Archive for research

Research update

I have been making reasonably steady progress on my formalization of Featherweight Scala in Coq. I have just about seven hundred lines of definitions, with only few more things to make explicit. At that point I should be ready to start on actually proving progress and preservation.

I volunteered to triage issues submitted to the Scala bugtracking system this month, so that has been taking a little bit of my time. Mostly this just involves checking that what was submit is truly a bug and reproducible, before assigning it to the relevant person.

I am also responsible for the interpreter and the ScalaDoc, so I have also spent the time fixing a few bugs that have shown up in the interpreter. The big one of the past week is that for 2.6.2 the plan is to finally interoperate with Java generics. As a consequence, the compiler now defaults to generating class files in the format used in version 1.5 of the JVM and above. However, this broke the nightly tests run against the 1.4 JVM. The interpreter would compile and run fine until it tried to load one of the class files itself had compiled, which had an incompatible version number. So I added a check that if the interpreter is running on a pre-1.5 JVM, to force it to generate compatible class files.

An undergrad e-mailed me to ask about working on the Literate Scala semester project that I had posted. I met with him briefly last week for mostly administrative purposes. That should be interesting.

I should be moving forward on the implementation of virtual classes, but I have been avoiding it because I am not yet sure how to best modify the AST to represent them. I will hopefully have chance to discuss it with Martin this week.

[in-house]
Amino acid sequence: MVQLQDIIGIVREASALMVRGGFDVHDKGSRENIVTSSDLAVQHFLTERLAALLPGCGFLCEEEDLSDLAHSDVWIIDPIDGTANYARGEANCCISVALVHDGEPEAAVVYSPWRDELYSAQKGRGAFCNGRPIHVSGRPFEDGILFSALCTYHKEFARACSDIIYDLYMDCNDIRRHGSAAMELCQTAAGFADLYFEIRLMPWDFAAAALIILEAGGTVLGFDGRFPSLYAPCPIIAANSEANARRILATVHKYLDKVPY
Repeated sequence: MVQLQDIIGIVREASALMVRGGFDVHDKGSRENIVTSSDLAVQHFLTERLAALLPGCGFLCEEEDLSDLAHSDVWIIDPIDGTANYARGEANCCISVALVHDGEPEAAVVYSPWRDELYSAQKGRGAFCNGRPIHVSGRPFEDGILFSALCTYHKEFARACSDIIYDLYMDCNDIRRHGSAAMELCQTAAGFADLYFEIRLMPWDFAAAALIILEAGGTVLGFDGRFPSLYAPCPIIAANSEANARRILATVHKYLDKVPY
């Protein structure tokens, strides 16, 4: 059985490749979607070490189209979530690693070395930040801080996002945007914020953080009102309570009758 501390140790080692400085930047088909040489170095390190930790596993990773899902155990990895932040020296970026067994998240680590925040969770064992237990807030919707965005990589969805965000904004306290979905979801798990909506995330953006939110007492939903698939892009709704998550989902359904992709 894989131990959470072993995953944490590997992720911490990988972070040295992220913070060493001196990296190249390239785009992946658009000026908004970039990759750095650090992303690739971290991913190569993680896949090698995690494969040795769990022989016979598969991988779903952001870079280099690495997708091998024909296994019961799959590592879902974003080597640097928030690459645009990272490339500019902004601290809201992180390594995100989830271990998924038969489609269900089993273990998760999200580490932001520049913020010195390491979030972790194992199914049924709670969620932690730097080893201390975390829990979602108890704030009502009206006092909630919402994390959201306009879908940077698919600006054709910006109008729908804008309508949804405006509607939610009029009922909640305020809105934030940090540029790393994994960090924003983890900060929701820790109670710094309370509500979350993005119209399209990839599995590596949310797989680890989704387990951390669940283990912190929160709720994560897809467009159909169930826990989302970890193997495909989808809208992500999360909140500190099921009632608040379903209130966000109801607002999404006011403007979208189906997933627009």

I have also been spending time thinking about the next major project, an effect system for Scala. I have been thinking hard about how to add one while still maintaining reasonable backward compatibility and so that it is not exceedingly verbose. It is a very difficult problem. Furthermore, one of the most widely used effect systems that exists in programming languages, Java's throws clauses, is generally reviled by programmers. One thought I had was that maybe a whiz-bang effect system with effect polymorphism, a rich language of effects, and hooks for adding user defined effects is just overkill. Maybe programmers would be happy with being able to write an annotation like @pure on their methods and closures, and leave it at that. Enforcing purity would not be too difficult I think (ignoring the well known problem of the termination effect), and be much easier for programmers to reason about.

My wrists have also started acting up again, so I am not entirely sure how to deal with that, yet continue pushing my current research projects forward.  It has been suggested to me to look into voice recognition software, but I am not sure how compatible that would be with my current workflow.  Not to mention that I can only imagine how much it would annoy the people in the adjoining offices given that they have already expressed displeasure at all the beeping caused by emacs on my desktop computer.

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There is a current thread on Lambda the Ultimate at the moment on predictions for 2008. I will have to remember to look at it again later this year.

Most of the predictions concerning Scala are positive.